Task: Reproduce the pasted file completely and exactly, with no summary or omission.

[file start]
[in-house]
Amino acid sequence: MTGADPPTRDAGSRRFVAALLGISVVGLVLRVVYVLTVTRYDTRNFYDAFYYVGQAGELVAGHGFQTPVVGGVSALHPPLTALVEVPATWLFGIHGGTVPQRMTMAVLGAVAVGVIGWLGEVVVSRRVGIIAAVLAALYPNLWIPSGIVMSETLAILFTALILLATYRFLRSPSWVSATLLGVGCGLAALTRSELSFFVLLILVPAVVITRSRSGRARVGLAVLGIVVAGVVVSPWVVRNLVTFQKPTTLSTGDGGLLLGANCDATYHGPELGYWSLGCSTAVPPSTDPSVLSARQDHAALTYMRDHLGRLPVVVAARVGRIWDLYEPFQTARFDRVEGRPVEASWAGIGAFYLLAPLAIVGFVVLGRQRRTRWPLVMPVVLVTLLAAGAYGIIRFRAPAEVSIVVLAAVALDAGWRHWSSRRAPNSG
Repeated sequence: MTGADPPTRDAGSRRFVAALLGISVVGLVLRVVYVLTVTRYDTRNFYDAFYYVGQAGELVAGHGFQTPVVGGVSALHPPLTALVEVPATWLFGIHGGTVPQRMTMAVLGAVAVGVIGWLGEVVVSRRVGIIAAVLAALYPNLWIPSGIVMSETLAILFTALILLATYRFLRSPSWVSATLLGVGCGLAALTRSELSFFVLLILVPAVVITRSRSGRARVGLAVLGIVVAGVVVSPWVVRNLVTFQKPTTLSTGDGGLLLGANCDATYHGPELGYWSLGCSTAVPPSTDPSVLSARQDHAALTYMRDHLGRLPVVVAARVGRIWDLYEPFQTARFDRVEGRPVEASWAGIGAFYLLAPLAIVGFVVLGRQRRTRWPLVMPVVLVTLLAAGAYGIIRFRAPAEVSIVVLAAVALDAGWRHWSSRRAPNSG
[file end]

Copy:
[in-house]
Amino acid sequence: MTGADPPTRDAGSRRFVAALLGISVVGLVLRVVYVLTVTRYDTRNFYDAFYYVGQAGELVAGHGFQTPVVGGVSALHPPLTALVEVPATWLFGIHGGTVPQRMTMAVLGAVAVGVIGWLGEVVVSRRVGIIAAVLAALYPNLWIPSGIVMSETLAILFTALILLATYRFLRSPSWVSATLLGVGCGLAALTRSELSFFVLLILVPAVVITRSRSGRARVGLAVLGIVVAGVVVSPWVVRNLVTFQKPTTLSTGDGGLLLGANCDATYHGPELGYWSLGCSTAVPPSTDPSVLSARQDHAALTYMRDHLGRLPVVVAARVGRIWDLYEPFQTARFDRVEGRPVEASWAGIGAFYLLAPLAIVGFVVLGRQRRTRWPLVMPVVLVTLLAAGAYGIIRFRAPAEVSIVVLAAVALDAGWRHWSSRRAPNSG
Repeated sequence: MTGADPPTRDAGSRRFVAALLGISVVGLVLRVVYVLTVTRYDTRNFYDAFYYVGQAGELVAGHGFQTPVVGGVSALHPPLTALVEVPATWLFGIHGGTVPQRMTMAVLGAVAVGVIGWLGEVVVSRRVGIIAAVLAALYPNLWIPSGIVMSETLAILFTALILLATYRFLRSPSWVSATLLGVGCGLAALTRSELSFFVLLILVPAVVITRSRSGRARVGLAVLGIVVAGVVVSPWVVRNLVTFQKPTTLSTGDGGLLLGANCDATYHGPELGYWSLGCSTAVPPSTDPSVLSARQDHAALTYMRDHLGRLPVVVAARVGRIWDLYEPFQTARFDRVEGRPVEASWAGIGAFYLLAPLAIVGFVVLGRQRRTRWPLVMPVVLVTLLAAGAYGIIRFRAPAEVSIVVLAAVALDAGWRHWSSRRAPNSG